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The purpose of this paper is to analyse health service supply chain systems. A great deal of literature is available on supply chain management in finished goods inventory…
The purpose of this paper is to analyse health service supply chain systems. A great deal of literature is available on supply chain management in finished goods inventory situations; however, little research exists on managing service capacity when finished goods inventories are absent.
System dynamics models for a typical service‐oriented supply chain such as healthcare processes are developed, wherein three service stages are presented sequentially.
Just like supply chains with finished goods inventory, healthcare service supply chains also show dynamic behaviour. Comparing options, service reduction, and capacity adjustment delays showed that reducing capacity adjustment and service delays gives better results.
The study is confined to health service‐oriented supply chains. Further work includes extending the study to service‐oriented supply chains with parallel processing, i.e. having more than one stage to perform a similar operation and also to study the behaviour in service‐oriented supply chains that have re‐entrant orders and applications. Specific case studies can also be developed to reveal factors relevant to particular service‐oriented supply chains.
The paper explains the bullwhip effect in healthcare service‐oriented supply chains. Reducing stages and capacity adjustment are strategic options for service‐oriented supply chains.
The paper throws light on policy options for managing healthcare service‐oriented supply chain dynamics.
The past few decades have seen a gradual convergence in corporate governance norms the world over, entailing a discernible shift towards shareholder primacy models. It…
The past few decades have seen a gradual convergence in corporate governance norms the world over, entailing a discernible shift towards shareholder primacy models. It holds particularly true of developing countries, many of which have steadily amended corporate governance norms to enhance the scope of shareholder rights. This is usually justified through the rationale that increasing protection for foreign investors and shareholders would mean greater investment in capital market and overall financial market development. In India, the shift coincides with a series of fundamental economic and financial policy reforms initiated in the 1990s: collectively and loosely referred to as “liberalisation”, this process marks a paradigm-shift from a tightly controlled welfare economy to one considerably more laissez-faire in its orientation. A fallout of which was that the need to attract and sustain foreign investments acquired an unprecedented significance. The purpose of this paper is to help the readers understand in this larger context the corporate law reform initiatives in India, particularly those pertaining to shareholder rights and allied issues.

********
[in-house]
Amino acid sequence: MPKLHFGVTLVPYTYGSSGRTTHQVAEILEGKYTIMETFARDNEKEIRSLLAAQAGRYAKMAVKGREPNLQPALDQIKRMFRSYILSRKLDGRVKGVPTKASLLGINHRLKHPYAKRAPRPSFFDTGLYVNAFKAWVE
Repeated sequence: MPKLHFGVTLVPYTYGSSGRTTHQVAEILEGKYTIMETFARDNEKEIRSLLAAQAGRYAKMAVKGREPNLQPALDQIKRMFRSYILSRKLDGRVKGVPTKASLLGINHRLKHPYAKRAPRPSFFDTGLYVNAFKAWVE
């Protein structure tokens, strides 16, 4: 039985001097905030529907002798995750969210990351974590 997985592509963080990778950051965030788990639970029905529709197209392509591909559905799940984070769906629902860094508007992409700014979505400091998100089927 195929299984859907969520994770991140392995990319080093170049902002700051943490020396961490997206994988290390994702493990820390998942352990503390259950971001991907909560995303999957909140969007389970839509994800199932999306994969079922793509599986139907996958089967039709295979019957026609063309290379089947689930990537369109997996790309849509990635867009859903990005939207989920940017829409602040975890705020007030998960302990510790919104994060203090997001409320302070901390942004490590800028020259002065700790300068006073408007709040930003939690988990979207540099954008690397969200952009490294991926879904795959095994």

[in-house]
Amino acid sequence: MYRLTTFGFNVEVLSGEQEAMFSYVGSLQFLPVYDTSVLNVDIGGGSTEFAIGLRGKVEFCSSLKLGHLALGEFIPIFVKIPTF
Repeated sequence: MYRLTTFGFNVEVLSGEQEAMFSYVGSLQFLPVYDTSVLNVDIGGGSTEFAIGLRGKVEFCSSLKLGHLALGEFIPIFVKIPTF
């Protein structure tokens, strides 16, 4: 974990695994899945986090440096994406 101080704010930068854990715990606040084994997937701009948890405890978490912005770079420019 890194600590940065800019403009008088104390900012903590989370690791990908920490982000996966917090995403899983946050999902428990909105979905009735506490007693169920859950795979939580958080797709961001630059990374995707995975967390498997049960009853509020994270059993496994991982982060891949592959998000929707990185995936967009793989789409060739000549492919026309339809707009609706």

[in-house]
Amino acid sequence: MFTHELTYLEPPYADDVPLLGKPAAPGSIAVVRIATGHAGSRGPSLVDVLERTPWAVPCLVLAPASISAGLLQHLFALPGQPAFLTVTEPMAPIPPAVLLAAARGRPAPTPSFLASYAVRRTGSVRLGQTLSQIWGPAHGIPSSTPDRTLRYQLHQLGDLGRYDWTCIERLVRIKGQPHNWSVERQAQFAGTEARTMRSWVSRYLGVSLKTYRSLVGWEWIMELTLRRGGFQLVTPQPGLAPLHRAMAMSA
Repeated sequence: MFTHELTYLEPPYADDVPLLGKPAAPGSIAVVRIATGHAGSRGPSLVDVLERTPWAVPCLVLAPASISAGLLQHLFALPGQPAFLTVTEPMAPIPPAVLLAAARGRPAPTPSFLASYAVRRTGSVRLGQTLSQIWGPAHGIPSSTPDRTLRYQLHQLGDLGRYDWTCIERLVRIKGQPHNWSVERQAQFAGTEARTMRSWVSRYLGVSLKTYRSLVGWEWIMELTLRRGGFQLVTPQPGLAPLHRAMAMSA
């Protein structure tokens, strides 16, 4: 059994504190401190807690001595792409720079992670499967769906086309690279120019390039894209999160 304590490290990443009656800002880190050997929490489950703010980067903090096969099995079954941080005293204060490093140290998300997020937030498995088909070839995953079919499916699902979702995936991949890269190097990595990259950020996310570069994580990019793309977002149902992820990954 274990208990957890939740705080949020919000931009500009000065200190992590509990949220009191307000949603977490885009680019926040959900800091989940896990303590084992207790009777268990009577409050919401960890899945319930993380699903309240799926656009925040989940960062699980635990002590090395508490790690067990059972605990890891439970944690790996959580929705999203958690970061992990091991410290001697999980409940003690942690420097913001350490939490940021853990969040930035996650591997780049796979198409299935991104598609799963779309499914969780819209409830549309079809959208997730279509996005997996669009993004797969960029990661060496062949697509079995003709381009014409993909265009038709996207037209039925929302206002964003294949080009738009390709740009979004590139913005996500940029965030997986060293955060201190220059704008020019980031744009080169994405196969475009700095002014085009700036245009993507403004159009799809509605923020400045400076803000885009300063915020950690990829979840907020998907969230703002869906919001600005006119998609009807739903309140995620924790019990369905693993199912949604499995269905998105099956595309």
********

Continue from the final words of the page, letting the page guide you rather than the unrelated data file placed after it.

This paper empirically tests the hypothesis that enhanced shareholder protection leads to greater levels of investments, and financial developments generally. It then uses regression analysis to detect if the change in corporate governance, making it more shareholder-friendly, has had any effect on growth in financial market. It is divided into two broad parts. The first tracks the evolution of corporate governance norms in India. A robust qualitative and quantitative analysis is used to determine the tilt towards a shareholder primacy regime that Indian corporate governance regime now displays. The second chapter deals with the regression analysis where the outcome variable is financial market growth, and explanatory variable is the change in the governance regime with relevant control variables.
The authors find that change in shareholder primacy corporate governance has little effect on financial market growth in India. The authors would suggest that instead of changing the law in books, more emphasis should be given to implement those regulations and increase the overall rule of law.
This is the first time that such a wide-scale study has been conducted in India, using Bayesian methods. It ought to be of immense value to professionals and academics both.